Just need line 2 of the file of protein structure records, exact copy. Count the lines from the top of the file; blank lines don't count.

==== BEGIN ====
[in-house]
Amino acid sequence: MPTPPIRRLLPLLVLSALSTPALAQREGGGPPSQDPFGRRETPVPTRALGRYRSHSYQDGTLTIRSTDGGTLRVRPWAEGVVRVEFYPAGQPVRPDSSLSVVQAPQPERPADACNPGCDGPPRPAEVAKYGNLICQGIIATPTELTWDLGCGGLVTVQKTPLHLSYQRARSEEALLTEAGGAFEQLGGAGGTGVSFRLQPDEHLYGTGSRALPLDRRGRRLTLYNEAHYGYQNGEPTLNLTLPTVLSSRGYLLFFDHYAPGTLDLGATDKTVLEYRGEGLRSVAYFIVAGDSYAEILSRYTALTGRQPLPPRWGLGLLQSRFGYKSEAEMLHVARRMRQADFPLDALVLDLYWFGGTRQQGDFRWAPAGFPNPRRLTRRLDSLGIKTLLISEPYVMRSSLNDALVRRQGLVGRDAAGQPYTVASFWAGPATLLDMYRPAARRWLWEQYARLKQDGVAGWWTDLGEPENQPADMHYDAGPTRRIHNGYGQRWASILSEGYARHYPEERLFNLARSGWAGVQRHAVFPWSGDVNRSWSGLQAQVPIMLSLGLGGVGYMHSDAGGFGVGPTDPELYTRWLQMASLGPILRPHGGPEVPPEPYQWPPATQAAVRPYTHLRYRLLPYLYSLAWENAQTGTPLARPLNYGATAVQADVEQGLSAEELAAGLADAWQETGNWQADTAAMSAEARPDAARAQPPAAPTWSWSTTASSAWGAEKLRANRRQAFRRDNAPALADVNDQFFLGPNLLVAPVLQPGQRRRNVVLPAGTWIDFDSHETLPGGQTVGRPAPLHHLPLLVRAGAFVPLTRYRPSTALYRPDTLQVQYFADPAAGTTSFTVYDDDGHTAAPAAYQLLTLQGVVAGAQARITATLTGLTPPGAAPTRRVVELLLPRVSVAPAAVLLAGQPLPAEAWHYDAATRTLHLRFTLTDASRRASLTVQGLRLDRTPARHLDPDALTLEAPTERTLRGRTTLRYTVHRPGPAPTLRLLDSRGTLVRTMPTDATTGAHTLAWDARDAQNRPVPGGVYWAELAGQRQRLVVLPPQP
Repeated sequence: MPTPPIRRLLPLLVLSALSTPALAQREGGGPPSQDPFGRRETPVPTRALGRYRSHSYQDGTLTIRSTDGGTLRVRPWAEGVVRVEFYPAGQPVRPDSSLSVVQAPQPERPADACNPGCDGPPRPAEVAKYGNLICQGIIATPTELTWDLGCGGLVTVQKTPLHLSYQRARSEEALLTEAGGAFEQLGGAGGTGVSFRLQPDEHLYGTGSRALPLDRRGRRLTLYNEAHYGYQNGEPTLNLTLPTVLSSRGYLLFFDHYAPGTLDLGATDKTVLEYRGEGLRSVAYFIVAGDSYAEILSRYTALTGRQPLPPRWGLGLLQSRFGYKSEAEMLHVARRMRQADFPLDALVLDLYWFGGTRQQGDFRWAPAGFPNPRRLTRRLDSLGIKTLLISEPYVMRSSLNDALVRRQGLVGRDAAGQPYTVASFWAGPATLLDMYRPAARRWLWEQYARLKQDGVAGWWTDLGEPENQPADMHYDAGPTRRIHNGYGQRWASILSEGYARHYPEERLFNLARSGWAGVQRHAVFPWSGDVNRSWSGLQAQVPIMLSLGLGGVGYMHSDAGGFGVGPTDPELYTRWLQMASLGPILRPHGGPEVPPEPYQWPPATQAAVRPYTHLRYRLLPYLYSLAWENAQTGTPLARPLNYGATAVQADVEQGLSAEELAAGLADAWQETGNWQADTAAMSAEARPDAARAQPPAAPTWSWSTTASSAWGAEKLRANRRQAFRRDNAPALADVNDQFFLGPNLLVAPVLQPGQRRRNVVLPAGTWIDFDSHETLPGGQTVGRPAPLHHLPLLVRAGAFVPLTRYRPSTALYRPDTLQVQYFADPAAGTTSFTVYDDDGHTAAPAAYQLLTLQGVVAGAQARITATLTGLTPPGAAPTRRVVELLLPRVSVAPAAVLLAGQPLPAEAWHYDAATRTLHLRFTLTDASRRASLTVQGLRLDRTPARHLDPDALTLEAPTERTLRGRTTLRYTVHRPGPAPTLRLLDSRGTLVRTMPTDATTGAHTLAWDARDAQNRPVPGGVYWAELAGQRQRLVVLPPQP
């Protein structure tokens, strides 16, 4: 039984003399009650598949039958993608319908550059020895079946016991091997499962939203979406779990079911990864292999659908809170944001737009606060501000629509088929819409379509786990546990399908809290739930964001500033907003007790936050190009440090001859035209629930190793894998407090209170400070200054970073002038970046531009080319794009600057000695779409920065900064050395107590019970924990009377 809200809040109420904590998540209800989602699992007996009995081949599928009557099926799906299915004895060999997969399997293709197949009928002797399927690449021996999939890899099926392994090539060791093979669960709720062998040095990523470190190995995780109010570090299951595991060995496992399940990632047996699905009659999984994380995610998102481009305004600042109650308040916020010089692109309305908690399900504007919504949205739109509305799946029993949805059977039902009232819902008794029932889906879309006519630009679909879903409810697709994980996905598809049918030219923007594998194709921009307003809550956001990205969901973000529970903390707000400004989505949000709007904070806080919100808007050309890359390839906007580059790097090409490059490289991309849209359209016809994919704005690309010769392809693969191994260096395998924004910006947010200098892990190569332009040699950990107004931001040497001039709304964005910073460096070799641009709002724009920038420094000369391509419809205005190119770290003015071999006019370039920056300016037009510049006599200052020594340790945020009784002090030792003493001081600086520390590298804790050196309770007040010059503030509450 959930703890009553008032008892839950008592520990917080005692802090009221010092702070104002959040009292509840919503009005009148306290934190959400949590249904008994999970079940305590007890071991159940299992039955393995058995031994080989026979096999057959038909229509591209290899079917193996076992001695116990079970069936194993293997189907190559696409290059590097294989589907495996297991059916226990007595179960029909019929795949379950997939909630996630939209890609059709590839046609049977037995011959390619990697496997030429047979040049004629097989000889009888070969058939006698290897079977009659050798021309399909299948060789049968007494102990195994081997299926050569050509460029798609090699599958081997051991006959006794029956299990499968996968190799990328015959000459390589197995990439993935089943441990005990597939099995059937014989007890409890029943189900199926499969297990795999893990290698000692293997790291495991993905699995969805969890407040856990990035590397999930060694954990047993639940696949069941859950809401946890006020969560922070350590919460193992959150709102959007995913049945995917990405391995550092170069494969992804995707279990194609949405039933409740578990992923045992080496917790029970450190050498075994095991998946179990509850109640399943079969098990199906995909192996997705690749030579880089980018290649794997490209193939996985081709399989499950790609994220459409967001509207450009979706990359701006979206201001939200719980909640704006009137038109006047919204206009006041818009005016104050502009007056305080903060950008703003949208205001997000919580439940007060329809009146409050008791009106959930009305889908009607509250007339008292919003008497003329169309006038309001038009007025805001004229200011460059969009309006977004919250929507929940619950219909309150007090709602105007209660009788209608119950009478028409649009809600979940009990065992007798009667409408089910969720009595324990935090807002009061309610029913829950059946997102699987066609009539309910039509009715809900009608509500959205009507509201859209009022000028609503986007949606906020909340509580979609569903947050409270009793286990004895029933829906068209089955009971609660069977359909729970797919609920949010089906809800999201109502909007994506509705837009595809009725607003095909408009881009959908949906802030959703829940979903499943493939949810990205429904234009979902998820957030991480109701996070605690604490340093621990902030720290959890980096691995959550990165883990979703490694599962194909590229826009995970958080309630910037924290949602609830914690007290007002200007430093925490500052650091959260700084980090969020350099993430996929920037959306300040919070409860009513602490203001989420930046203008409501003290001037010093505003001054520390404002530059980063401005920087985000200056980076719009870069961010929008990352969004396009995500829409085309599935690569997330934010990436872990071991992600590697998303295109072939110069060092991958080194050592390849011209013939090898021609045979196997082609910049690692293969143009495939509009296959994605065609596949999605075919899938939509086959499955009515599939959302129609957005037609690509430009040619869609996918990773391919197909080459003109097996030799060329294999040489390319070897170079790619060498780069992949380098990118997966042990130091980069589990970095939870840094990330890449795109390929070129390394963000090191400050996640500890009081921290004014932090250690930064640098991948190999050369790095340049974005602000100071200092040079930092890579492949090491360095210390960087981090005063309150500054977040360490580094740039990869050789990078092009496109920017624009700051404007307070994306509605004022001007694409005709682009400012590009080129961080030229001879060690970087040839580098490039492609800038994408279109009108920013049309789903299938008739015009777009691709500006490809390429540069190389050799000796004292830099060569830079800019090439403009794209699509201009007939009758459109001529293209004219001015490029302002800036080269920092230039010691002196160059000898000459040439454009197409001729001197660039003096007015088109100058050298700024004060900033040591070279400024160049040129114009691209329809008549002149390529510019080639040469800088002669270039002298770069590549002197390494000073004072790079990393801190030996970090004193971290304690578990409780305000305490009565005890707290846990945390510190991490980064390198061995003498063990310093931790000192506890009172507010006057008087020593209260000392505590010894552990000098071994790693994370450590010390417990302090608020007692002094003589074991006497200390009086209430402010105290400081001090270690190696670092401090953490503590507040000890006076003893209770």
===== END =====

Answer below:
Amino acid sequence: MPTPPIRRLLPLLVLSALSTPALAQREGGGPPSQDPFGRRETPVPTRALGRYRSHSYQDGTLTIRSTDGGTLRVRPWAEGVVRVEFYPAGQPVRPDSSLSVVQAPQPERPADACNPGCDGPPRPAEVAKYGNLICQGIIATPTELTWDLGCGGLVTVQKTPLHLSYQRARSEEALLTEAGGAFEQLGGAGGTGVSFRLQPDEHLYGTGSRALPLDRRGRRLTLYNEAHYGYQNGEPTLNLTLPTVLSSRGYLLFFDHYAPGTLDLGATDKTVLEYRGEGLRSVAYFIVAGDSYAEILSRYTALTGRQPLPPRWGLGLLQSRFGYKSEAEMLHVARRMRQADFPLDALVLDLYWFGGTRQQGDFRWAPAGFPNPRRLTRRLDSLGIKTLLISEPYVMRSSLNDALVRRQGLVGRDAAGQPYTVASFWAGPATLLDMYRPAARRWLWEQYARLKQDGVAGWWTDLGEPENQPADMHYDAGPTRRIHNGYGQRWASILSEGYARHYPEERLFNLARSGWAGVQRHAVFPWSGDVNRSWSGLQAQVPIMLSLGLGGVGYMHSDAGGFGVGPTDPELYTRWLQMASLGPILRPHGGPEVPPEPYQWPPATQAAVRPYTHLRYRLLPYLYSLAWENAQTGTPLARPLNYGATAVQADVEQGLSAEELAAGLADAWQETGNWQADTAAMSAEARPDAARAQPPAAPTWSWSTTASSAWGAEKLRANRRQAFRRDNAPALADVNDQFFLGPNLLVAPVLQPGQRRRNVVLPAGTWIDFDSHETLPGGQTVGRPAPLHHLPLLVRAGAFVPLTRYRPSTALYRPDTLQVQYFADPAAGTTSFTVYDDDGHTAAPAAYQLLTLQGVVAGAQARITATLTGLTPPGAAPTRRVVELLLPRVSVAPAAVLLAGQPLPAEAWHYDAATRTLHLRFTLTDASRRASLTVQGLRLDRTPARHLDPDALTLEAPTERTLRGRTTLRYTVHRPGPAPTLRLLDSRGTLVRTMPTDATTGAHTLAWDARDAQNRPVPGGVYWAELAGQRQRLVVLPPQP